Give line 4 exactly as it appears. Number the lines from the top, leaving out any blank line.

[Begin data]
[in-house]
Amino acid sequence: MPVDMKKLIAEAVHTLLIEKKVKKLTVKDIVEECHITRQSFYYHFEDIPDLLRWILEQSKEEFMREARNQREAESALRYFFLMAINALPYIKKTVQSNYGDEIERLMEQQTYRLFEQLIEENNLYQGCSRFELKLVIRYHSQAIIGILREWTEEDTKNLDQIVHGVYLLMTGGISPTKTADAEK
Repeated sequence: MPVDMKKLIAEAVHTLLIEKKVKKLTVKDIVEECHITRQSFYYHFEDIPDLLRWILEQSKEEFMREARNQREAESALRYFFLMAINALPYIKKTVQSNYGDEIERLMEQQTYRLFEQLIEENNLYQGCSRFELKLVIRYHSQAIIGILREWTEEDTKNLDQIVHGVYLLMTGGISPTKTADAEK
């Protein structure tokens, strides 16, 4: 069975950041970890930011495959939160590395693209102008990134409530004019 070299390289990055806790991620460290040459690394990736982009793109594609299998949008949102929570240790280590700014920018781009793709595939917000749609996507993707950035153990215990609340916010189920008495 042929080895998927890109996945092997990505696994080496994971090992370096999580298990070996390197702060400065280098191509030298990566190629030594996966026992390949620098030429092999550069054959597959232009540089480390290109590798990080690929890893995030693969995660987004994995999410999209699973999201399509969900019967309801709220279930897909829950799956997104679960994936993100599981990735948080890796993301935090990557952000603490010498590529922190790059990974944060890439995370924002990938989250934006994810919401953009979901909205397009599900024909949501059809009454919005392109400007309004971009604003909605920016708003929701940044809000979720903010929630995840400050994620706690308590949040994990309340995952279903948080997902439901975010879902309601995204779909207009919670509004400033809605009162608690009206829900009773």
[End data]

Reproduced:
């Protein structure tokens, strides 16, 4: 069975950041970890930011495959939160590395693209102008990134409530004019 070299390289990055806790991620460290040459690394990736982009793109594609299998949008949102929570240790280590700014920018781009793709595939917000749609996507993707950035153990215990609340916010189920008495 042929080895998927890109996945092997990505696994080496994971090992370096999580298990070996390197702060400065280098191509030298990566190629030594996966026992390949620098030429092999550069054959597959232009540089480390290109590798990080690929890893995030693969995660987004994995999410999209699973999201399509969900019967309801709220279930897909829950799956997104679960994936993100599981990735948080890796993301935090990557952000603490010498590529922190790059990974944060890439995370924002990938989250934006994810919401953009979901909205397009599900024909949501059809009454919005392109400007309004971009604003909605920016708003929701940044809000979720903010929630995840400050994620706690308590949040994990309340995952279903948080997902439901975010879902309601995204779909207009919670509004400033809605009162608690009206829900009773």